The Toyota Republicans want the wages of American workers pulled down. To them, UAW members making an average of $28 an hour, accounting for less than 10 percent of the cost of a car, are earning just too much money.

The Toyota Republicans did not, however, make that claim about the white collar workers on Wall Street who got this country into the financial fiasco that led to the dire circumstances for automakers. And not just for American ones. Domestic car sales declined by 40 percent last month, but Asian producers' sales dropped too - by 35 percent.

The average salary of white collar, Wall Street employees -- workers in "securities, commodity contracts and investments" -- is four times that of those laboring in the rest of the economy. Remember, these are the guys who are so smart that they took down Bear Stearns, Fannie Mae, Freddie Mac, Washington Mutual, AIG and Lehman Brothers - in less than a year - and ultimately required $700 billion from taxpayers to bail them out.

The top executives of Wall Street banks receive billions of dollars in year-end bonuses. The New York Times detailed those at Merrill Lynch in a story Dec. 17 entitled "On Wall Street, Bonuses, Not Profits Were Real." In 2006, the firm gave its top executives between $5 billion and $6 billion in bonuses, which means, for example, a trader earning $180,000 a year got a $5 million bonus.

Merrill's $7.6 billion earnings that year turned out to be bogus. The company's losses now have exceeded all of the profits it earned over the previous 20 years. To prevent collapse, it sold itself to Bank of America in September. But then, Bank of America took $15 billion of that $700 billion in bailout money. Despite the gift of taxpayer dollars, the CEO of Bank of American has not publicly announced that he will decline a bonus, and Bank of America plans to tell Merrill Lynch workers the amounts of their bonuses beginning Friday, the New York Times reported Dec. 18.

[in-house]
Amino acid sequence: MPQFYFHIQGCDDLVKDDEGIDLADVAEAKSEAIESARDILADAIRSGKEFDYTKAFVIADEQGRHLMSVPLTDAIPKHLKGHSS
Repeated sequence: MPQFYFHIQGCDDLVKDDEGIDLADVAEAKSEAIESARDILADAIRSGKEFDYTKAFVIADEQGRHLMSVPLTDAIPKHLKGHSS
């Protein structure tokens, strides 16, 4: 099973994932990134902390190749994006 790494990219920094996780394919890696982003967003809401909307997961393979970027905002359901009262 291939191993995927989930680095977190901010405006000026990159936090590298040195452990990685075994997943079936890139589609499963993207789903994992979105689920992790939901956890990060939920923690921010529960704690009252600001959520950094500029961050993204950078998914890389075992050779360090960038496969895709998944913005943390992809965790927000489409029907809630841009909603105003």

When those Toyota Republicans voted in favor of providing $700 billion for Wall Street -- including both of Tennessee's senators, Bob Corker and Lamar Alexander; Kentucky's Mitch McConnell; Georgia's Saxby Chambliss and Johnny Isakson; South Carolina's Lindsey Graham, and Texas' Kay Bailey Hutchinson and John Cornyn - none asked for high-paid white collar workers to take pay cuts or give up their million dollar bonuses. There was a feeble attempt to limit the pay of chief executives, but that applied only to firms that received federal money under one particular method, and the treasury decided not to hand out the $700 billion that way.

And no lawmaker asked white collar workers or executives who got billions in bonuses based on false profits to return them.

But those Toyota Republicans want middle class, blue collar workers who don't get year end bonuses, who don't celebrate with five-figure dinners, to take wage cuts. They want autoworker pensioners to lose the monthly benefits they earned with a lifetime of labor.

And at no time did those Toyota Republicans suggest that they should cut their own salary or top-notch, government-paid health benefits or pensions. Like the reckless speculators on Wall Street, Congress bears responsibility for the crisis condition of the American economy because it deregulated financial markets.

In 2002, during a downturn in Japan, the House of Councillors reduced the pay of Diet lawmakers by 10 percent, and ended the transportation allowance, portrait-painting and pension given senior lawmakers.

If the Toyota Republicans believe the Japanese way of pay is so great for autoworkers, they should first impose it on themselves.